During my time of intense loneliness God gave me a deep friendship with a married couple and their two children. They were my “family” when my own family was 3000 miles away.
A small group at your church may provide the friendship and support you need. Single parents need friendships with other single parents, because they will understand what you are going through, as well as friendships with intact families. “Single parents and their kids need to see healthy intact families up close,” advises Golz. “They need to see good models.”
“All children,” says Dr. Bruce Narramore, “need substantial amounts of time with their parents.” Single parents need to be more organized, creative, and disciplined to create time together, but it can be done. Ask God to show you creative ways that you can make more time with your kids.
I gave up reading the newspaper when my daughter was little, so I wouldn’t tune her out during breakfast. And I worked part-time–something I could do only by renting a bedroom in the home of a widow rather than paying for my own apartment.
Other suggestions are:
- Moving close to your job or changing jobs to keep commute time to a minimum. Even better, see if you can do some or all of your work at home. My friend Francine created a home-based business so she could be home with her nine-year old son.
- Try to negotiate some flexibility at your job so you can work through lunch, leave work to watch the occasional class play, or meet your kids when they get home from school and then return to work after they are settled.
- Give your kids age-appropriate chores so you can work together and then play together. “This gives them a terrific sense of accomplishment and a sense of the whole family pulling together,” says Dr. Ratliff.
- Commit to spending a specific amount of time each day playing with your children. It doesn’t need to be long. My friend Karen plays with her two girls five minutes a day before bedtime. “It doesn’t sound like much,” she says, “but they love it. We play cards, dominos, or checkers, or I let the youngest one read us a story. Some nights they just want a tickle.” That time is sacred. “If the phone rings, we don’t answer it.”
- Go on a date with your kids. Karen takes each girl on a date once a month. “It may just be to the playground, but they are guaranteed time alone with me.”
- Cook simple meals and let some of the housework go. Or if you have room, consider renting a room to a student in exchange for household help.
- Take a vacation together every year. If money is tight think creatively. “Ask yourself, who do we know in other states?” suggests Golz. Perhaps you can visit friends or relatives–or offer to trade houses with them. Go camping in a nearby state park. Or if you can’t afford to leave home, take fun day trips.
- If you are divorced, remember your child needs time with their other parent. “Don’t close out the other parent unless there is serious abuse,” warns Golz. “Children need to know that the other parent loves them. When my husband left, I was so angry that I wished he would disappear from the face of the earth,” recalls Golz. “But I knew that was not best for my children.”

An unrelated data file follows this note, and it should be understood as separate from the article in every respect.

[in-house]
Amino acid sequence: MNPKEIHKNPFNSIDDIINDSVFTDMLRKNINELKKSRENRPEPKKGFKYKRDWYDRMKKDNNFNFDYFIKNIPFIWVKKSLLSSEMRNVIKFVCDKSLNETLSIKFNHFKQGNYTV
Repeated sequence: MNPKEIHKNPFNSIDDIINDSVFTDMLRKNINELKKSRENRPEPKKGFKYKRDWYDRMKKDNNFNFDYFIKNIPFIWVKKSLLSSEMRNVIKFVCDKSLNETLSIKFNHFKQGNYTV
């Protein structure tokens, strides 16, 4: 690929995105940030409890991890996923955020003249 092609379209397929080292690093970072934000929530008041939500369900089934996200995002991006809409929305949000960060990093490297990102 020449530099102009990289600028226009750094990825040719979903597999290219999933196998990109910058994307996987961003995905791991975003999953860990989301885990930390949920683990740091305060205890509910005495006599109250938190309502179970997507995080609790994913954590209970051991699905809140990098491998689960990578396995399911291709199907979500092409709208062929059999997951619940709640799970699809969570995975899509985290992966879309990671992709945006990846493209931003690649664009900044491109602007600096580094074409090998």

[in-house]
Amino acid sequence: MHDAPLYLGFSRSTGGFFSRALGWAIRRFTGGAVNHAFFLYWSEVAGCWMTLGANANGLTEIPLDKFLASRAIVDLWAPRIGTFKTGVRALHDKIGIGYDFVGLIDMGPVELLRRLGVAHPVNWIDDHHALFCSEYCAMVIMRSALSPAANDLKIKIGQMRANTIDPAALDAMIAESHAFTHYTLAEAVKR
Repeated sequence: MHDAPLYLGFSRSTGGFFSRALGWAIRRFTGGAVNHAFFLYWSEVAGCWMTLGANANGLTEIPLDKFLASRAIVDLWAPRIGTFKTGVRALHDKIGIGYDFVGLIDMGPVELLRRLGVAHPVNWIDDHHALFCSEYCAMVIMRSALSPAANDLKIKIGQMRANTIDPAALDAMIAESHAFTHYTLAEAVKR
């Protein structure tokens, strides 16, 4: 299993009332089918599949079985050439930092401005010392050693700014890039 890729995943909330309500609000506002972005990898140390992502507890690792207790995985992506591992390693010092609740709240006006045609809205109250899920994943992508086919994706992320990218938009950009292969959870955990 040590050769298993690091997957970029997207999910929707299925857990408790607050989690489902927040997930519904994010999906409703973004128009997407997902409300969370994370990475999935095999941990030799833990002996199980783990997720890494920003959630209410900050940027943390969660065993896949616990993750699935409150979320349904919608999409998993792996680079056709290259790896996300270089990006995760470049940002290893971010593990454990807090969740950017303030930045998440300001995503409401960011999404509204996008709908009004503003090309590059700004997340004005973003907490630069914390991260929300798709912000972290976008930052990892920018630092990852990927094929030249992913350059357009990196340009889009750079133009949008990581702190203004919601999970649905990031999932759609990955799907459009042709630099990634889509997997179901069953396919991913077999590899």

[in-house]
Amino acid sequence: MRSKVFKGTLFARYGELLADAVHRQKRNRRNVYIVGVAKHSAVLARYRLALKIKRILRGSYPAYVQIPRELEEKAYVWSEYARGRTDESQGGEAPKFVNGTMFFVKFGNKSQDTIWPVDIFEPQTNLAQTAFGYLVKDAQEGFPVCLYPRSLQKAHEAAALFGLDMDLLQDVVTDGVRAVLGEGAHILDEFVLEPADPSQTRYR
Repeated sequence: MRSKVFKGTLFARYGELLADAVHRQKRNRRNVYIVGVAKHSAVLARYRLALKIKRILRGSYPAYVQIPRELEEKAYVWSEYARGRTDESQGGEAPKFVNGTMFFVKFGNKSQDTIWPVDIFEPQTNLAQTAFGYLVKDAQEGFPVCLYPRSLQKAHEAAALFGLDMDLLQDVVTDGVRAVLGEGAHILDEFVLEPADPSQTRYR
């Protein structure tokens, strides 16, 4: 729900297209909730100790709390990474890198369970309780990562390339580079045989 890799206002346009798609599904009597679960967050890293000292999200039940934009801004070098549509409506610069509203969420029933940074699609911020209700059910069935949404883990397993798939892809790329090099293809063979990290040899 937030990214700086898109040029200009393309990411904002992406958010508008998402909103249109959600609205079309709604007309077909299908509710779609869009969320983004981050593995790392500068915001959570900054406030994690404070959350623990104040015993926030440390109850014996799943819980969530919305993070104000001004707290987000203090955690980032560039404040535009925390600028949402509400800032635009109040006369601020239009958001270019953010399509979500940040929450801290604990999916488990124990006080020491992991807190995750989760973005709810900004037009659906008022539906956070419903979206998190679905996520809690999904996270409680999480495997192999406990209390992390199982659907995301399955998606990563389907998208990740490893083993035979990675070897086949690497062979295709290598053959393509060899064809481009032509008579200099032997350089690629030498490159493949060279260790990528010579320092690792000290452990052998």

- ”Have fun with your family,” recommends Dr. Ratliff, recalling the advice a retired minister once gave him. “He told me to play together and pray together.”
Keeping the Lid on Sibling Rivalry
Any parent with more than one child knows that sibling rivalry can turn time together into a nightmare. “One of your most important responsibilities is to establish an equitable system of justice and a balance of power at home,” says noted family expert James Dobson in his book The Strong-Willed Child (Tyndale House). This is even more crucial in single parent homes where children often spend more time home alone. “Make sure the house rules are clear during any unsupervised time,” recommends Dr. Ratliff.
If they still fight, ask yourself, are their needs are being met? According to Dr. Narramore, kids fight when they “feel unloved, unworthy, incompetent, or bored.” Or when parents inadvertently reward their fighting.
“On the inside we all yearn for intimacy and affection, ” say Gary Smalley and John Trent, Ph.D., in their book The Blessing (Thomas Nelson). Physical affection communicates love and acceptance–something we all crave. Shower your kids with physical affection. This is easy with the little ones, but even older children need your touch. If they resist your attempts to hug them, “ask their permission,” recommends Golz. Don’t embarrass older kids by trying to hug them in front of their friends.
Giving It All To God
Finally, give your children to God every day and ask Him to meet the needs you can’t meet. How do we do this? I get on my knees and admit my need. I tell God that I can’t do it. I picture each problem and each child and place them on His lap. I read His word and claim His promises. I remind myself that God is Jehovah Gira, my provider.
If I still struggle, I go to a trusted prayer warrior and ask them to pray with me. Together we ask God to show me the root of my turmoil and ask Him to heal that wound.
During my early years as a single mom, I focused on my need for …..a husband. I wondered why God didn’t bring me one. Couldn’t He see how much I needed a husband?
God gradually showed me that I needed to let Him love me, heal me, and provide for me even more. I have been married now for over ten years, but I will never forget God’s tender care during my years as a single mom. Never forget that God is there for you, too. You–and your children–are precious to Him.